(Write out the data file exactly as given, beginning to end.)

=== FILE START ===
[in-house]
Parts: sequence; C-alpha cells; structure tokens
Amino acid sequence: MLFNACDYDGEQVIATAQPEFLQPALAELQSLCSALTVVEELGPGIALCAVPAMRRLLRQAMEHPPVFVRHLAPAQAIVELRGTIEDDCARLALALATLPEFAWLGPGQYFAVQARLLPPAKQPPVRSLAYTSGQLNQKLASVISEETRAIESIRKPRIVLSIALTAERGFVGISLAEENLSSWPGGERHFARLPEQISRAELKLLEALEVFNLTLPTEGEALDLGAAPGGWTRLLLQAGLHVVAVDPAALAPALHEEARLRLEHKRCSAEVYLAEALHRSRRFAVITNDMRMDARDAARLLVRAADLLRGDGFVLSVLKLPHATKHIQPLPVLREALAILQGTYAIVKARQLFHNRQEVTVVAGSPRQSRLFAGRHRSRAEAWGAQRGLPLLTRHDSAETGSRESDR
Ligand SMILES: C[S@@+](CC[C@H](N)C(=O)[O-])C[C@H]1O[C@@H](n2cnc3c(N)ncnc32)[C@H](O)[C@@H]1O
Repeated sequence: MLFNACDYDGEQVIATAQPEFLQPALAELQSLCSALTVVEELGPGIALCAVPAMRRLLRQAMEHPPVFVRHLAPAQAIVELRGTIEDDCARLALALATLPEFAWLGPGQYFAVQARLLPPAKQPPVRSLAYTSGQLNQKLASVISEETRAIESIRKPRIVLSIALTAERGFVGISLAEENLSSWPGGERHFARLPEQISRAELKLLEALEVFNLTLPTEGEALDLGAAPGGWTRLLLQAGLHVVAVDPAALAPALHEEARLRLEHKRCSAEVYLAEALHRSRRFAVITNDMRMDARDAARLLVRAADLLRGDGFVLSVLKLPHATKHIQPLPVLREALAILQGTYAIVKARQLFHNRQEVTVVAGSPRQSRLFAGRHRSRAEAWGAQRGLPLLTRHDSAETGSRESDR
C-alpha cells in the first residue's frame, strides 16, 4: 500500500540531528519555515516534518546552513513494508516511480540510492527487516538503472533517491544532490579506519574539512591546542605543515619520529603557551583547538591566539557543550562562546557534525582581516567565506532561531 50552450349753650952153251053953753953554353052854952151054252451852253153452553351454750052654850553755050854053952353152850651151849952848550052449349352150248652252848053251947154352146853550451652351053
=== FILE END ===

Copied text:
[in-house]
Parts: sequence; C-alpha cells; structure tokens
Amino acid sequence: MLFNACDYDGEQVIATAQPEFLQPALAELQSLCSALTVVEELGPGIALCAVPAMRRLLRQAMEHPPVFVRHLAPAQAIVELRGTIEDDCARLALALATLPEFAWLGPGQYFAVQARLLPPAKQPPVRSLAYTSGQLNQKLASVISEETRAIESIRKPRIVLSIALTAERGFVGISLAEENLSSWPGGERHFARLPEQISRAELKLLEALEVFNLTLPTEGEALDLGAAPGGWTRLLLQAGLHVVAVDPAALAPALHEEARLRLEHKRCSAEVYLAEALHRSRRFAVITNDMRMDARDAARLLVRAADLLRGDGFVLSVLKLPHATKHIQPLPVLREALAILQGTYAIVKARQLFHNRQEVTVVAGSPRQSRLFAGRHRSRAEAWGAQRGLPLLTRHDSAETGSRESDR
Ligand SMILES: C[S@@+](CC[C@H](N)C(=O)[O-])C[C@H]1O[C@@H](n2cnc3c(N)ncnc32)[C@H](O)[C@@H]1O
Repeated sequence: MLFNACDYDGEQVIATAQPEFLQPALAELQSLCSALTVVEELGPGIALCAVPAMRRLLRQAMEHPPVFVRHLAPAQAIVELRGTIEDDCARLALALATLPEFAWLGPGQYFAVQARLLPPAKQPPVRSLAYTSGQLNQKLASVISEETRAIESIRKPRIVLSIALTAERGFVGISLAEENLSSWPGGERHFARLPEQISRAELKLLEALEVFNLTLPTEGEALDLGAAPGGWTRLLLQAGLHVVAVDPAALAPALHEEARLRLEHKRCSAEVYLAEALHRSRRFAVITNDMRMDARDAARLLVRAADLLRGDGFVLSVLKLPHATKHIQPLPVLREALAILQGTYAIVKARQLFHNRQEVTVVAGSPRQSRLFAGRHRSRAEAWGAQRGLPLLTRHDSAETGSRESDR
C-alpha cells in the first residue's frame, strides 16, 4: 500500500540531528519555515516534518546552513513494508516511480540510492527487516538503472533517491544532490579506519574539512591546542605543515619520529603557551583547538591566539557543550562562546557534525582581516567565506532561531 50552450349753650952153251053953753953554353052854952151054252451852253153452553351454750052654850553755050854053952353152850651151849952848550052449349352150248652252848053251947154352146853550451652351053